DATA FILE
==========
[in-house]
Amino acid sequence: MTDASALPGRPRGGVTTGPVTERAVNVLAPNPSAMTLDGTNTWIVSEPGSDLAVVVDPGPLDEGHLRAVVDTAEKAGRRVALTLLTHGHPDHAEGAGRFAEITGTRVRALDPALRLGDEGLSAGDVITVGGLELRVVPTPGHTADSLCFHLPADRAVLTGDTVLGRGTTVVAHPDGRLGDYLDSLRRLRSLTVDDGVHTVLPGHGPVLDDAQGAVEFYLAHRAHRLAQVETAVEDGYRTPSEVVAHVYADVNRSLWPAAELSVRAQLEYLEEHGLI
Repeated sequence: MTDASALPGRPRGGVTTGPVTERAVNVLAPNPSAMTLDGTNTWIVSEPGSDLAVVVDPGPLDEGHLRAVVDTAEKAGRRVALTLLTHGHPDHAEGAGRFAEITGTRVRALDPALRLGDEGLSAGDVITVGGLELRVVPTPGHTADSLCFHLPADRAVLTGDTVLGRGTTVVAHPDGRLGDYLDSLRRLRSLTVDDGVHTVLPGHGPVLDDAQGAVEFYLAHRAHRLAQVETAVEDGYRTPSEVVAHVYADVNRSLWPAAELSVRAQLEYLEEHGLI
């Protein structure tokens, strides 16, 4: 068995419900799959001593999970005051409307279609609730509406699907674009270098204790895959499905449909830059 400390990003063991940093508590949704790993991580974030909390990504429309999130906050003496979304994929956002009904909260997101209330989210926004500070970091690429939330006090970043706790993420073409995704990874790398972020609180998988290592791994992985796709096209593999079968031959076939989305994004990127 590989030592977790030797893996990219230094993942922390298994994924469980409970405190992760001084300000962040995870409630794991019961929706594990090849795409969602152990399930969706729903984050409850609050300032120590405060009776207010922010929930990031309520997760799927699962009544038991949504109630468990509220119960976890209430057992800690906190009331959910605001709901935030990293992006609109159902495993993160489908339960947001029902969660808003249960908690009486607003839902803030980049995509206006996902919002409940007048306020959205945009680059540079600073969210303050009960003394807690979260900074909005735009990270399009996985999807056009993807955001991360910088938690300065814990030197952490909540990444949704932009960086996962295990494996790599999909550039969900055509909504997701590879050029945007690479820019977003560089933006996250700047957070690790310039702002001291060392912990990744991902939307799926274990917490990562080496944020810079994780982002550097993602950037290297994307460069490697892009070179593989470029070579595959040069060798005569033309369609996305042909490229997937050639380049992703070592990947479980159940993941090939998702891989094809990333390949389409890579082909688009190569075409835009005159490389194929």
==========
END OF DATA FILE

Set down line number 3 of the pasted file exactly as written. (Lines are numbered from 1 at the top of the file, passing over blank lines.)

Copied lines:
Repeated sequence: MTDASALPGRPRGGVTTGPVTERAVNVLAPNPSAMTLDGTNTWIVSEPGSDLAVVVDPGPLDEGHLRAVVDTAEKAGRRVALTLLTHGHPDHAEGAGRFAEITGTRVRALDPALRLGDEGLSAGDVITVGGLELRVVPTPGHTADSLCFHLPADRAVLTGDTVLGRGTTVVAHPDGRLGDYLDSLRRLRSLTVDDGVHTVLPGHGPVLDDAQGAVEFYLAHRAHRLAQVETAVEDGYRTPSEVVAHVYADVNRSLWPAAELSVRAQLEYLEEHGLI